Second, I considered longboards. A rising trend, longboards are very popular on campus and among people of my age group in general. Like bikes, longboards have their own weird legal problems. Unlike bikes they are not street legal, but unlike kick scooters they are also not allowed on the sidewalks. Campus police constantly ticket/warn longboard/skateboard riders. This is not the biggest problem, but the last thing I want to do after staying up all night studying is have a problem with a police officer on the way to class. Longboards also do not have any accessible way of checking speed or braking without higher skill levels or, more importantly, large amounts of space to carve in order to control your descent of a hill. This amount of space is just not always there at a crowded university and longboarders often end up getting in trouble when they have to come to a stop or slow down unexpectedly. While I already owned a longboard, I was in search of something I could feel more confident about on the busy sidewalks of Austin/UT. This search brought me back to memories of my Razor scooter from back when that was the thing every kid had to have.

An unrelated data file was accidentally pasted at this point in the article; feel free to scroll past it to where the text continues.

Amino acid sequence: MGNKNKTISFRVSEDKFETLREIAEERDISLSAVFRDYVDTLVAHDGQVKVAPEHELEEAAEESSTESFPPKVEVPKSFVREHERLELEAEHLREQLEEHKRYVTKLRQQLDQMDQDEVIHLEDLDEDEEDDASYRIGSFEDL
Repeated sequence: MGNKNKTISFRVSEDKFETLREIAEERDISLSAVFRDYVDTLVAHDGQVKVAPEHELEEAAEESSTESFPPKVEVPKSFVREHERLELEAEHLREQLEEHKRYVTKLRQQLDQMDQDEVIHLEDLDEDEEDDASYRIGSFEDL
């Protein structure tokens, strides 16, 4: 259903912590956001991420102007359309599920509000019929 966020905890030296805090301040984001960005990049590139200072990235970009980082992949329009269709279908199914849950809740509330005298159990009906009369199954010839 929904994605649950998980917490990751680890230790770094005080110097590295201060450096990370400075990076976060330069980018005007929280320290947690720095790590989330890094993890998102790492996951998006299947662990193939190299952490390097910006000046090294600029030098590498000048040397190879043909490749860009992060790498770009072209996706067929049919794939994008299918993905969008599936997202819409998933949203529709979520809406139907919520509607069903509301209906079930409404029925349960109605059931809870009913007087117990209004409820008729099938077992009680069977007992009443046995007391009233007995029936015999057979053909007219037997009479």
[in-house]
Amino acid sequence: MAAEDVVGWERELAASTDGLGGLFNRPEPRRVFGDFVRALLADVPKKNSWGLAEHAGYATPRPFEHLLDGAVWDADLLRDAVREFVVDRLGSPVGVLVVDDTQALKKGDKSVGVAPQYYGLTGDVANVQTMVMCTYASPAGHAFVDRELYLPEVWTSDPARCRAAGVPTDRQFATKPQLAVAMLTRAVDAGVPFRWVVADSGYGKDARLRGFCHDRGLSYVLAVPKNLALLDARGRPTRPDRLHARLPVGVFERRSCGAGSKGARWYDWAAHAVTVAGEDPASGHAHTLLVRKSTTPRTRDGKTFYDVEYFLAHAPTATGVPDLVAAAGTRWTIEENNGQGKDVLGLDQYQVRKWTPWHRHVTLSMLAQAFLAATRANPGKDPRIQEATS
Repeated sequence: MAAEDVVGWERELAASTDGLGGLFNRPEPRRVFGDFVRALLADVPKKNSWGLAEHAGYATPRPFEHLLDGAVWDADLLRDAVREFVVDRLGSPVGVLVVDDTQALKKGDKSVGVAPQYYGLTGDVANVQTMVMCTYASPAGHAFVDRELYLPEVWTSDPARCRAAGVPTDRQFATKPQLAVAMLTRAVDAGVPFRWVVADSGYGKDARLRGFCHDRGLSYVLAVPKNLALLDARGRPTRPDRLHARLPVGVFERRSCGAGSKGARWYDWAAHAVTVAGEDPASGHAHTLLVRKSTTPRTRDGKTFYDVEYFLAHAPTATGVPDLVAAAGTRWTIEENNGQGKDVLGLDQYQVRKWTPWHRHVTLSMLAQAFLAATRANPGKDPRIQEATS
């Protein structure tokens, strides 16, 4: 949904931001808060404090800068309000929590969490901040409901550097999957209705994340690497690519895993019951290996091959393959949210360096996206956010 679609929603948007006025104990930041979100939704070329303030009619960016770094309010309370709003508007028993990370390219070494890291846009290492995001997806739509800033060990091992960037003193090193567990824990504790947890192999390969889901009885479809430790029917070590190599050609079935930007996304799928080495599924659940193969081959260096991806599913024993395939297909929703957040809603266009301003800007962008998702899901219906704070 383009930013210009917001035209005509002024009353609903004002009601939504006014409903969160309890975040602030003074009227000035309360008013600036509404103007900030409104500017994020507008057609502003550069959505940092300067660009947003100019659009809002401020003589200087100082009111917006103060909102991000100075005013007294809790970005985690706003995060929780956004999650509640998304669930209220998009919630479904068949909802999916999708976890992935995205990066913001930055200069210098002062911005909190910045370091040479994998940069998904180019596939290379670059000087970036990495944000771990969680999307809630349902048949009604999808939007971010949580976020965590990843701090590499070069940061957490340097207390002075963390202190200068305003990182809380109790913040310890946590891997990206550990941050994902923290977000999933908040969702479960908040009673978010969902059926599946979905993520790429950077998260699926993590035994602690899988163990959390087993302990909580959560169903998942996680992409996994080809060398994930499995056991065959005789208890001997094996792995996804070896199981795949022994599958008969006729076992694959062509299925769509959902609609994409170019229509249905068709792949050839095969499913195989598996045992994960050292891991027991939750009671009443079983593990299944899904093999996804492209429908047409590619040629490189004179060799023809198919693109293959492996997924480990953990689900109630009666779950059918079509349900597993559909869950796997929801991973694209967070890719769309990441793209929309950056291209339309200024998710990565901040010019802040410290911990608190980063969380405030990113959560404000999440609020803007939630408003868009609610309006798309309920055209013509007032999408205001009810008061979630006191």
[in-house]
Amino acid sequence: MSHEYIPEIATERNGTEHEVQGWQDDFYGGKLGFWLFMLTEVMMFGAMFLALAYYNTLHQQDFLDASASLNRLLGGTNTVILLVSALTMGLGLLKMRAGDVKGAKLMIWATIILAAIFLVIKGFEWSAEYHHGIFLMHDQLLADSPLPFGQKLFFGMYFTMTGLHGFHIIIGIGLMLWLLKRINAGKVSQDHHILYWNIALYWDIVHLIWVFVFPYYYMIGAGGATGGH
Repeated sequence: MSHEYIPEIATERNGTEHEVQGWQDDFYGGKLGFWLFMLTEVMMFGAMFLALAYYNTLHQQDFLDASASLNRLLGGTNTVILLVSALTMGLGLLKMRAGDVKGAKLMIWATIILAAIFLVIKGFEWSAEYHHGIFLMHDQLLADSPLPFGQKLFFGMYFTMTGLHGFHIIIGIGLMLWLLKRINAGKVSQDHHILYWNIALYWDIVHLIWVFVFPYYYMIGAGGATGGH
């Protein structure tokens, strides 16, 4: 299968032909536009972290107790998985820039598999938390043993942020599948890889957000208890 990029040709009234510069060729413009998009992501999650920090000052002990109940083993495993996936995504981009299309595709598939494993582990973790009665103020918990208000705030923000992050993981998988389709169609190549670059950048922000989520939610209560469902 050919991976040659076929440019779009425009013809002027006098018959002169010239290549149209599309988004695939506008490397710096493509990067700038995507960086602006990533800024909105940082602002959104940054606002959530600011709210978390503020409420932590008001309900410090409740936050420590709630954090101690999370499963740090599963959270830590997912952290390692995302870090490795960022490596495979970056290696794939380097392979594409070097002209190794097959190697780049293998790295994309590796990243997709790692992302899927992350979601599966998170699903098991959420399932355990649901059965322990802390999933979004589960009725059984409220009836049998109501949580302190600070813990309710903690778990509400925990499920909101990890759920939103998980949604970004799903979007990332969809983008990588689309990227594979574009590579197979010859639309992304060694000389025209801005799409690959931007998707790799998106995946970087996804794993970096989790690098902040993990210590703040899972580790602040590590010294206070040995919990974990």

I remembered that my Razor kick scooter had been easy to control in crowded spaces and easy to stop when it was necessary. This got me thinking. I googled the legal status of riding a kick scooter on sidewalks, and sure enough Texas law allows it. I was very happy to find this out, but I had a few concerns. First, my Razor kick scooter of the past was too small for my now 5 foot 11 inches 200+ pound self. Second, the overall durability needed be better than the Razor to make it a good campus commuter/good use of money. Razor scooters have too many moving parts that can break and too many parts (like foam hand grips) that wear out too quickly. Lastly, a campus kick scooter would need to be able to go over the miserable aging sidewalks of a city commute. It would have to go over stone covered ground and twigs on the way down a hill without a disastrous losses of traction/control. This means no polyurethane wheels like the Razor. The size problem was an easy fix. I searched for "Adult kick scooters" and quickly found the NYCeWheels.com website and their lineup of folding adult kick scooters. (Also, I looked at some electric scooters, but quickly ruled them out on account of their weight, maintenance, and price).